If Skiddaw can be described as whale-back, then Blencathra, its neighbour, must be described as the shark that stalks it. At 3,054 feet, Skiddaw looms over Keswick and behind its bulk lie a conglomeration of mountains – a mixture of sedimentary slate and volcanic gabbro. Carrock Fell – which Wainwright described as the second most exciting and interesting fell in Northern Lakeland, after Blencathra and before Skiddaw – lies six miles to the north east and is the only mountain within the Lake District that is predominantly gabbro: the rock which makes up the Black Cuillen Ridge on the Isle of Skye.
Wake up call
Today is an impromptu visit. Hannah was dreaming of a restful day at home when I awoke her at 7am. Last night I had told her that we wouldn’t be going walking today. After all, she was exhausted from swimming and canoeing around Coniston for her friend’s birthday party, so she needed a rest.
Unfortunately, at 6am, I looked out of the window and thought, this looks like a good day, a tremendous day on the hill – too good to miss. You know the rest!
“Come on, we’re going walking.”
“What!” Through bleary eyes she protested.
“But you promised . . .”
“Well, I changed my mind. It’s a nice day so I think we should get out. Make the most of it.”
“Ooooh . . . Go away . . . Why? I’m not getting up . . . you promised.”
An hour later we were in the car and heading for Keswick, trying to beat the tourists to Latrigg.
Hannah, with the seat laid back, was asleep. That was okay, she’d made it.
The choice was hers. Fantastic girl!
“Wake me when we get there.” she muttered, through eyelids that stubbornly refused to open.
I couldn’t promise her fish and chips this time because we would be home before tea. She opportunistically reminded me though that I had promised to buy her a phone case.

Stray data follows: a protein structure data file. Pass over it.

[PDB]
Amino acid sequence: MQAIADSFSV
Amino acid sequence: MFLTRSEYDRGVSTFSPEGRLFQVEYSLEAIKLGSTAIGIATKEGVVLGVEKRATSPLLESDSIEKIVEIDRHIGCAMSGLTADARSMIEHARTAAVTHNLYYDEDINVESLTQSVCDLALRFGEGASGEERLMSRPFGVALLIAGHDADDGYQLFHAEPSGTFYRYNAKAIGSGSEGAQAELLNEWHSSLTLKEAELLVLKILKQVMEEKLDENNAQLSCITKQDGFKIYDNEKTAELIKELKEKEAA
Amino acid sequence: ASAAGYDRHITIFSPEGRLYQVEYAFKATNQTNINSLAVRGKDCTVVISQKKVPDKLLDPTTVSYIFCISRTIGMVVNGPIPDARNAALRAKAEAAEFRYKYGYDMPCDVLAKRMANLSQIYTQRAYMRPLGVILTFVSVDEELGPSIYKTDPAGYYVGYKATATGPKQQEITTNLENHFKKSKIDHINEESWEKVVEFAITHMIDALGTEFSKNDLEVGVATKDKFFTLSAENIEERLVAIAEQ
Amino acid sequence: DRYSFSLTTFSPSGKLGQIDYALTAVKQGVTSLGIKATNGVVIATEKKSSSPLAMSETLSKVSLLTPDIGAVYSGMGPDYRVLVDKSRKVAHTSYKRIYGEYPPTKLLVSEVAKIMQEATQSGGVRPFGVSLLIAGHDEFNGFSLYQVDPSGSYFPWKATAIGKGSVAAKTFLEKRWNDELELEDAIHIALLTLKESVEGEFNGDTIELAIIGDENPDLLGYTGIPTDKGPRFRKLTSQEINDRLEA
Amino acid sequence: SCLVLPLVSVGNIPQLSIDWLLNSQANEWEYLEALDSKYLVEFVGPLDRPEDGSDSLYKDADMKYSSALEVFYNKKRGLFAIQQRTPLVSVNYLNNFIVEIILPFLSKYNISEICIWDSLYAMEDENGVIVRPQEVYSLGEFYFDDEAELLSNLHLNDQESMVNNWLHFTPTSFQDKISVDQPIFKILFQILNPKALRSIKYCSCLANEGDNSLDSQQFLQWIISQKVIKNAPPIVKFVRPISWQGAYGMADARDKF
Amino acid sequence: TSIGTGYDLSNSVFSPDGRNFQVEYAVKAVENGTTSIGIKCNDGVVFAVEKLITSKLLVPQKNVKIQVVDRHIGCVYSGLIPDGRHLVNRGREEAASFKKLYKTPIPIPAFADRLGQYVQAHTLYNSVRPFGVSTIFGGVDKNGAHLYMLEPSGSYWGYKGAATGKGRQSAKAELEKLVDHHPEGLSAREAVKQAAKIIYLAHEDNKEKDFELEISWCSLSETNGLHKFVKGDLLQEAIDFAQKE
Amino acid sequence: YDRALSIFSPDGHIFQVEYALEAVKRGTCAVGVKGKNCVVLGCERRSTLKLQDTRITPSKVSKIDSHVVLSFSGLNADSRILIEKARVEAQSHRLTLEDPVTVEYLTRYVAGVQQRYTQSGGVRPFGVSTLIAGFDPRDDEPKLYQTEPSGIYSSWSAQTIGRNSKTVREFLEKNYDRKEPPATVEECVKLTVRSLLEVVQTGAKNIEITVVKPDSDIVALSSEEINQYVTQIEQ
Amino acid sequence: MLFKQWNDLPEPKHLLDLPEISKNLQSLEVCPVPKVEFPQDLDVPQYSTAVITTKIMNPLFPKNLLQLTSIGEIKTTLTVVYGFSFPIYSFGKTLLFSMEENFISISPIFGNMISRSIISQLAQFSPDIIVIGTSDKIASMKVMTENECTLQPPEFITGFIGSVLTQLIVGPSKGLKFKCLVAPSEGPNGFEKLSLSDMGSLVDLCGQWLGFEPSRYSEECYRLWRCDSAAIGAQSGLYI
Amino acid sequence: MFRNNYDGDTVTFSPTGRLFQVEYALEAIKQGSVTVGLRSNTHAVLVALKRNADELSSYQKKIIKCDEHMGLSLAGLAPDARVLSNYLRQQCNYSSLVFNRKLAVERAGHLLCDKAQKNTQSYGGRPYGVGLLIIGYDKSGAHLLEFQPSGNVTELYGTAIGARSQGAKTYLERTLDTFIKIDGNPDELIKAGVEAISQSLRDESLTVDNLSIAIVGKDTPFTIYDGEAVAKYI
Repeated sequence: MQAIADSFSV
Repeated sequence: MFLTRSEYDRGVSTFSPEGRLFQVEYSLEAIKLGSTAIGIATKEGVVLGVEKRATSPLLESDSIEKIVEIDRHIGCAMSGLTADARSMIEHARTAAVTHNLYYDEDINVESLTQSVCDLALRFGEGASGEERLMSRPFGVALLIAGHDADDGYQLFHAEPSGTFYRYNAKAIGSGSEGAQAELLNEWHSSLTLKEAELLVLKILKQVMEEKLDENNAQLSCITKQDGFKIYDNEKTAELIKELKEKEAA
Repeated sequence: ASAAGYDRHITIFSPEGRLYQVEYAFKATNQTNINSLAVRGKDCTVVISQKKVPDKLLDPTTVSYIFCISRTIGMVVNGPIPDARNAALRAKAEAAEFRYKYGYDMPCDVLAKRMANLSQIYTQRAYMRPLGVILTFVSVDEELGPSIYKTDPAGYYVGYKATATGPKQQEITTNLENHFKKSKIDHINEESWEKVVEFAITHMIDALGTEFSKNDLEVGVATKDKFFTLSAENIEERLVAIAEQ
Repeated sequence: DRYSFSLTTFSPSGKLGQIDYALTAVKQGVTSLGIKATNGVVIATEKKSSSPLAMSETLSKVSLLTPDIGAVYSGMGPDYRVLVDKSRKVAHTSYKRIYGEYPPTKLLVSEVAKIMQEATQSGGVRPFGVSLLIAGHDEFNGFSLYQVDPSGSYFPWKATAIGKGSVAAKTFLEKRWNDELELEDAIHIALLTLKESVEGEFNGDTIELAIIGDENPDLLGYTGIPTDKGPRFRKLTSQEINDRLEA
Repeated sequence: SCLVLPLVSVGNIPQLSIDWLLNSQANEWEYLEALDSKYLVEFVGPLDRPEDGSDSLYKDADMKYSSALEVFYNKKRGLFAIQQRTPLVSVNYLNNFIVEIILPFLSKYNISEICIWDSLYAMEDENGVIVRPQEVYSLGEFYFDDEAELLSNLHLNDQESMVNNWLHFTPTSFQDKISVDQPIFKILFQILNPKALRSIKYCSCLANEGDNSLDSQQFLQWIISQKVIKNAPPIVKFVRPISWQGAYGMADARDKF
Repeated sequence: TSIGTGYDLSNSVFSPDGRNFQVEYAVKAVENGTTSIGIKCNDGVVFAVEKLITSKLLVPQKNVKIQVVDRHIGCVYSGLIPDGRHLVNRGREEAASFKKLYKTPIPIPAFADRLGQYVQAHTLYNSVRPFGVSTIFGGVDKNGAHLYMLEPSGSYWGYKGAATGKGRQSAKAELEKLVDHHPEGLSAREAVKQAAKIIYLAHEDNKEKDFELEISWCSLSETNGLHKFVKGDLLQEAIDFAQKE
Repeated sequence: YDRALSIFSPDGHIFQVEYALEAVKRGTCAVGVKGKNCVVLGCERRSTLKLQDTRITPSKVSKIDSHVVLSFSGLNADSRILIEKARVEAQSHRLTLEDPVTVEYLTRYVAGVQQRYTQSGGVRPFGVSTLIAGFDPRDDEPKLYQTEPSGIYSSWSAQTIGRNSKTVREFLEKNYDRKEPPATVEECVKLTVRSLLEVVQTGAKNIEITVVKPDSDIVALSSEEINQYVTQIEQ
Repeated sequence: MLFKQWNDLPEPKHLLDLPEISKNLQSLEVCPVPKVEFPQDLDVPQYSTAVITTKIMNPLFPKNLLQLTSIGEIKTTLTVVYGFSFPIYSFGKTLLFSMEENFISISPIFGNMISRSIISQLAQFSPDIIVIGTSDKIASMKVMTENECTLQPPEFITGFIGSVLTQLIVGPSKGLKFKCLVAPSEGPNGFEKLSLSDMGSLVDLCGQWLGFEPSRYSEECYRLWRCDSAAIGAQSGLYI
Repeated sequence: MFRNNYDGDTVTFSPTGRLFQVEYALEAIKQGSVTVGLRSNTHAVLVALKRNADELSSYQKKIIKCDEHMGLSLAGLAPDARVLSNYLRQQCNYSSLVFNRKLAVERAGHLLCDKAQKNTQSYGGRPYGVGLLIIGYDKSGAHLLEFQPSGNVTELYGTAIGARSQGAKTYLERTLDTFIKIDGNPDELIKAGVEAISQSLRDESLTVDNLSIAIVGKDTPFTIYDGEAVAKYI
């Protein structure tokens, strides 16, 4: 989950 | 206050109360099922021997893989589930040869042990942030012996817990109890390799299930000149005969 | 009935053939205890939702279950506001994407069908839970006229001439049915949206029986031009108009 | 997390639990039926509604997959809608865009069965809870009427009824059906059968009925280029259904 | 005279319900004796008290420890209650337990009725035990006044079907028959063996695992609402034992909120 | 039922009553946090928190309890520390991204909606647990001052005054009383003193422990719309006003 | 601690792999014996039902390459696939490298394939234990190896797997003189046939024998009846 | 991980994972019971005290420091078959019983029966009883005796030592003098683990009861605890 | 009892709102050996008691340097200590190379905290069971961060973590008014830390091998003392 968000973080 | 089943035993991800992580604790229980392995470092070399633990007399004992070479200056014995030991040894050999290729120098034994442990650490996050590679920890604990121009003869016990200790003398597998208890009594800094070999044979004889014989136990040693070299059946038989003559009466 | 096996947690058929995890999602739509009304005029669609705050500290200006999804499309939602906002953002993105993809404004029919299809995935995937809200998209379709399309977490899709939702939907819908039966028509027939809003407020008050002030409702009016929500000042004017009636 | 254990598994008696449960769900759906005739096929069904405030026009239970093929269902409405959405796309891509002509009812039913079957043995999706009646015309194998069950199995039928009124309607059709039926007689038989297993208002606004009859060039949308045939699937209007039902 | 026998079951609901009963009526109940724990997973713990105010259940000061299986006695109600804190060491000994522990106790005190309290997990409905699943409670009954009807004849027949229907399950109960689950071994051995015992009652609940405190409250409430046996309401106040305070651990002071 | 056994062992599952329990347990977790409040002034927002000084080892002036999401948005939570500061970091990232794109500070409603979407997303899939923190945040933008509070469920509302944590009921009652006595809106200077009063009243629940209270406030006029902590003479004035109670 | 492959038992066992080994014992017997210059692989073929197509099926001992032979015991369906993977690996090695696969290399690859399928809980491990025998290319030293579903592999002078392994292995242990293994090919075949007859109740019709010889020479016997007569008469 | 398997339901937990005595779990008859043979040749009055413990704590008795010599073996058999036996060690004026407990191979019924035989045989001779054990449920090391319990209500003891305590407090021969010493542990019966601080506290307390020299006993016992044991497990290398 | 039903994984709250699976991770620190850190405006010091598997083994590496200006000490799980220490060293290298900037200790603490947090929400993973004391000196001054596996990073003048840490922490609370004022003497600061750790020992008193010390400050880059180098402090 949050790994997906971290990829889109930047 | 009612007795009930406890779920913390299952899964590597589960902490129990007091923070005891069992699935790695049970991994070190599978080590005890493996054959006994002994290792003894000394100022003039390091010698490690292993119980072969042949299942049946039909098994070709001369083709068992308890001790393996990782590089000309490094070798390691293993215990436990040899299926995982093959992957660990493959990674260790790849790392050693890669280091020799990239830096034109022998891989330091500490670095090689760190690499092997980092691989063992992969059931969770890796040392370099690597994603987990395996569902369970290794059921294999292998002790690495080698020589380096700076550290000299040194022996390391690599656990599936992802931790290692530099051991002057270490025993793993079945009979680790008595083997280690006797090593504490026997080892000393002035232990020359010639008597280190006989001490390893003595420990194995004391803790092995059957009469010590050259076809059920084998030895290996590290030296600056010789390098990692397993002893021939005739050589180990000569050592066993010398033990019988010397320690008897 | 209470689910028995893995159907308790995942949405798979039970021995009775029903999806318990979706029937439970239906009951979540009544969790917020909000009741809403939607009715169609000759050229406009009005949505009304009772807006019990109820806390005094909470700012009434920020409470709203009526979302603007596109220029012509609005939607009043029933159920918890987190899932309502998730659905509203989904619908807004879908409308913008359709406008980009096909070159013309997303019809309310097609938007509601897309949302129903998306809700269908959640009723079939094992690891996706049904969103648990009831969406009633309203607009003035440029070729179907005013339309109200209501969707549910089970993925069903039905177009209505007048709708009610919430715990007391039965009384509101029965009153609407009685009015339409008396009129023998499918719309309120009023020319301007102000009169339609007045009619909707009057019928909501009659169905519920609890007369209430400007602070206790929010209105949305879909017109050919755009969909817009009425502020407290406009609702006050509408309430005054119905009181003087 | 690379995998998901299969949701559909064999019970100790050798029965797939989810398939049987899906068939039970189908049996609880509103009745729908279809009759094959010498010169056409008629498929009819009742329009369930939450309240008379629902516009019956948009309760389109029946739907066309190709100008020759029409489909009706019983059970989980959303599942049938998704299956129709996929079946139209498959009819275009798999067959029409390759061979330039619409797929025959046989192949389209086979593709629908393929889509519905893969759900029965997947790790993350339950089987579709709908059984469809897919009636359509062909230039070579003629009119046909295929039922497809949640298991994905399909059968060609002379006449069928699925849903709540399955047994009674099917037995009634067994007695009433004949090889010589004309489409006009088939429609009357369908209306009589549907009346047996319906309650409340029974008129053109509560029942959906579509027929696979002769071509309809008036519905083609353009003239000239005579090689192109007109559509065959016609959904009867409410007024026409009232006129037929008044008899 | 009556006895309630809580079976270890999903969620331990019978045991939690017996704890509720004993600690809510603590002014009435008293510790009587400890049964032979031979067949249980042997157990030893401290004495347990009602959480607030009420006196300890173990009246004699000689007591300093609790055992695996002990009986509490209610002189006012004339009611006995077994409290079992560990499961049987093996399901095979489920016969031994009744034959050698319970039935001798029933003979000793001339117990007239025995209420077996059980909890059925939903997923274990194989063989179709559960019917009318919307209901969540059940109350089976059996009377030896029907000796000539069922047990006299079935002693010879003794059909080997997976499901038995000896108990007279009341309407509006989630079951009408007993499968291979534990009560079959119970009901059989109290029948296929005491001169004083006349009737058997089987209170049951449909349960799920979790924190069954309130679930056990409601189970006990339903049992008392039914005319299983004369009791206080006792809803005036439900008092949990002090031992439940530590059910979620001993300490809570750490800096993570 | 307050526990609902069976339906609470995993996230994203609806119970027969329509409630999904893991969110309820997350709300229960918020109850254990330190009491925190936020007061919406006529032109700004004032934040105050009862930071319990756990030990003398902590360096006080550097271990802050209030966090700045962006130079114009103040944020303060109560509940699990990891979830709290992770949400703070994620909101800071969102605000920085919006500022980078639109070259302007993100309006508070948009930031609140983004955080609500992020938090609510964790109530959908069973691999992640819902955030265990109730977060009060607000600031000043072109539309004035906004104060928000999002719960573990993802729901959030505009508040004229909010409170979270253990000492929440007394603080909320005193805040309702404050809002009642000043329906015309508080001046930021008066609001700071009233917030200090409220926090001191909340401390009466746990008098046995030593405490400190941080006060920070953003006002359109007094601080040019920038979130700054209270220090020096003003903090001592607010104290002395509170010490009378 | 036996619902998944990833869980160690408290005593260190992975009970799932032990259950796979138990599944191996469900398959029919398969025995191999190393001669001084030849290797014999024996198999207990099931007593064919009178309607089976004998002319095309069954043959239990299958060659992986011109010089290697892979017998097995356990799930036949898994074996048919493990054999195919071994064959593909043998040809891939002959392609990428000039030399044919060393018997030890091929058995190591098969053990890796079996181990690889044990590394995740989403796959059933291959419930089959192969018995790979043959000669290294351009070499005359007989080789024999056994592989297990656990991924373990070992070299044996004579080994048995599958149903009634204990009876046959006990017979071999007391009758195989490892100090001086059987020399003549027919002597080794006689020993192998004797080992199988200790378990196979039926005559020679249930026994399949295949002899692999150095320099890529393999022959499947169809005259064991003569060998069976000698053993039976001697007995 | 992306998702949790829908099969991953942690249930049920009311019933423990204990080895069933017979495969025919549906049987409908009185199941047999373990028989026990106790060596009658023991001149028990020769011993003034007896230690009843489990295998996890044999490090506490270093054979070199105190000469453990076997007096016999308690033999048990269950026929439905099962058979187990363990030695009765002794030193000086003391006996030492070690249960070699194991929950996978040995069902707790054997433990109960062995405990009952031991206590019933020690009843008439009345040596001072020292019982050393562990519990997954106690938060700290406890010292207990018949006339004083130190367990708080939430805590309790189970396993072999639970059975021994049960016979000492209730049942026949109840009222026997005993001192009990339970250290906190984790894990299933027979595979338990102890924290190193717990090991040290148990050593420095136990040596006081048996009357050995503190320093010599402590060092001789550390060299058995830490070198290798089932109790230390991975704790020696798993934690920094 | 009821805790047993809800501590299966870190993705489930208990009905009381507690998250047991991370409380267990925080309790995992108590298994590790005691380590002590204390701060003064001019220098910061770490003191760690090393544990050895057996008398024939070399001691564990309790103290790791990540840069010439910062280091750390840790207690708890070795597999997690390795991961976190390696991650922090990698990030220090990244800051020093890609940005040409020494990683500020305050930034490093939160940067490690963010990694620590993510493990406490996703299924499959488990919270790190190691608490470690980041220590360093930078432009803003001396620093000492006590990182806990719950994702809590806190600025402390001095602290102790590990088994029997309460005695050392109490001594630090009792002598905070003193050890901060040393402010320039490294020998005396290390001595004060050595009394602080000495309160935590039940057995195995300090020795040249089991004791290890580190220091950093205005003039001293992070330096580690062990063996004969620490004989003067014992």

Oh well, fair enough, deal then, I suppose.
She set out from Latrigg while I was still packing and putting my boots on. I don’t think she was still mad at me, maybe just needed some time to be alone.
“You can catch me up, can’t you?” She asked, non-rhetorically.
I was starting to feel guilty.
“Okay, you carry on, no problem.” I muttered.
Moments later there was no sign of her. Pangs of guilt twisted deeper. Perhaps she had gone up Latrigg by mistake. I looked for the distinctive yellow Tearfund t-shirt, but there was only green grass and a few sheep.
I was expected her to jump out from behind a rock, or throw stones at me, or something.
Two walkers that we had met in the car park meandered up the broad path ahead. Above them were more indistinct figures and a few sheep. I wasn’t worried, but pleasantly perplexed at how she could have covered so much distance in so short a time – maybe she had woken up, or maybe, fuming with anger, she had stormed ahead.
At the dip just after the memorial cross I spotted her – half way up the path that led directly up the fell – I was impressed. She spotted me, waved, turned and carried on. Everything seemed okay, so I quickened my pace and caught her up.
Skiddaw Little Man
Our first Wainwright today, Skiddaw Little Man (865m), rose ahead of us. The path wound towards the stile at Jenkin Hill. Clouds were beginning to build. Big black things that spoke ominously of wind and rain. The wind was biting, after all it is the middle of July, our summer!
Just before the top of Little Man the wind smacked into our faces with cold hard fists. Skiddaw hid under a cap of dark-grey cloud, ashamed, hiding its face because of the inclement weather around it. Cloud crept stealthily towards us, hoping we wouldn’t spot it, covert like, stopping when we looked at it. Wispy strands dragged heavier clumps over the summit. Rusting iron fence posts, rammed into a makeshift cairn, whistled in the wind, announcing our arrival and, as if called, the wind increased as we put on our jackets and hats.
Storm clouds over Skiddaw
Bashful Skiddaw detached itself from what was going on and sank deeper into the cloud. I don’t think I have ever been up here when it hasn’t been cold, windy or snowy. This mountain seems to attract fierce weather. I have no doubt that people have sunbathed on the ridge that now lies obscured before us – that would be nice.